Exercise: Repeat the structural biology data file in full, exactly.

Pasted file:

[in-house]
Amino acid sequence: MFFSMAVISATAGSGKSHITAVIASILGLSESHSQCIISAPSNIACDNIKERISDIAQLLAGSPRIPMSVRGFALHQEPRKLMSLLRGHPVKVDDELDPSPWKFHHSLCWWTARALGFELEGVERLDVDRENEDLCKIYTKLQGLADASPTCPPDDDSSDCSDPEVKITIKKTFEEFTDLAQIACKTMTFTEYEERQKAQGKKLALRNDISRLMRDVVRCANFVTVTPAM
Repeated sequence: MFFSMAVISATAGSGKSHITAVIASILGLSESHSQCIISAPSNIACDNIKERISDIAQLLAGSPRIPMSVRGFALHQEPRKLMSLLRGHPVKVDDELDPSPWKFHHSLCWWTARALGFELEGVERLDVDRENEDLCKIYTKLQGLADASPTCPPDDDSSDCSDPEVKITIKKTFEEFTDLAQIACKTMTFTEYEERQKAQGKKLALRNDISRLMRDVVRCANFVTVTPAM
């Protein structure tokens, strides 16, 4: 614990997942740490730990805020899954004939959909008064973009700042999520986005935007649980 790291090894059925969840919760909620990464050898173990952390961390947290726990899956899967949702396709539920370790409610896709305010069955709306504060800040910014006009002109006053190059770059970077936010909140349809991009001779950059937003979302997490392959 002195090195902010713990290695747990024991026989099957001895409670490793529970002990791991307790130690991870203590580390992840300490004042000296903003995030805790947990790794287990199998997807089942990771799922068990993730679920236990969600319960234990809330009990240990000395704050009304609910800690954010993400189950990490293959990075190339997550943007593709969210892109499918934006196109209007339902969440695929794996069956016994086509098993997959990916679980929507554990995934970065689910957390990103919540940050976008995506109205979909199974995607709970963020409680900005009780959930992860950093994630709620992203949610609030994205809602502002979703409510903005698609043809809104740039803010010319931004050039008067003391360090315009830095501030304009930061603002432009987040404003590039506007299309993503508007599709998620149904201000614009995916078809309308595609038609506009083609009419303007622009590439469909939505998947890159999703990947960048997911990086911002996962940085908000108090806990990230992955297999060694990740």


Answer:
[in-house]
Amino acid sequence: MFFSMAVISATAGSGKSHITAVIASILGLSESHSQCIISAPSNIACDNIKERISDIAQLLAGSPRIPMSVRGFALHQEPRKLMSLLRGHPVKVDDELDPSPWKFHHSLCWWTARALGFELEGVERLDVDRENEDLCKIYTKLQGLADASPTCPPDDDSSDCSDPEVKITIKKTFEEFTDLAQIACKTMTFTEYEERQKAQGKKLALRNDISRLMRDVVRCANFVTVTPAM
Repeated sequence: MFFSMAVISATAGSGKSHITAVIASILGLSESHSQCIISAPSNIACDNIKERISDIAQLLAGSPRIPMSVRGFALHQEPRKLMSLLRGHPVKVDDELDPSPWKFHHSLCWWTARALGFELEGVERLDVDRENEDLCKIYTKLQGLADASPTCPPDDDSSDCSDPEVKITIKKTFEEFTDLAQIACKTMTFTEYEERQKAQGKKLALRNDISRLMRDVVRCANFVTVTPAM
């Protein structure tokens, strides 16, 4: 614990997942740490730990805020899954004939959909008064973009700042999520986005935007649980 790291090894059925969840919760909620990464050898173990952390961390947290726990899956899967949702396709539920370790409610896709305010069955709306504060800040910014006009002109006053190059770059970077936010909140349809991009001779950059937003979302997490392959 002195090195902010713990290695747990024991026989099957001895409670490793529970002990791991307790130690991870203590580390992840300490004042000296903003995030805790947990790794287990199998997807089942990771799922068990993730679920236990969600319960234990809330009990240990000395704050009304609910800690954010993400189950990490293959990075190339997550943007593709969210892109499918934006196109209007339902969440695929794996069956016994086509098993997959990916679980929507554990995934970065689910957390990103919540940050976008995506109205979909199974995607709970963020409680900005009780959930992860950093994630709620992203949610609030994205809602502002979703409510903005698609043809809104740039803010010319931004050039008067003391360090315009830095501030304009930061603002432009987040404003590039506007299309993503508007599709998620149904201000614009995916078809309308595609038609506009083609009419303007622009590439469909939505998947890159999703990947960048997911990086911002996962940085908000108090806990990230992955297999060694990740």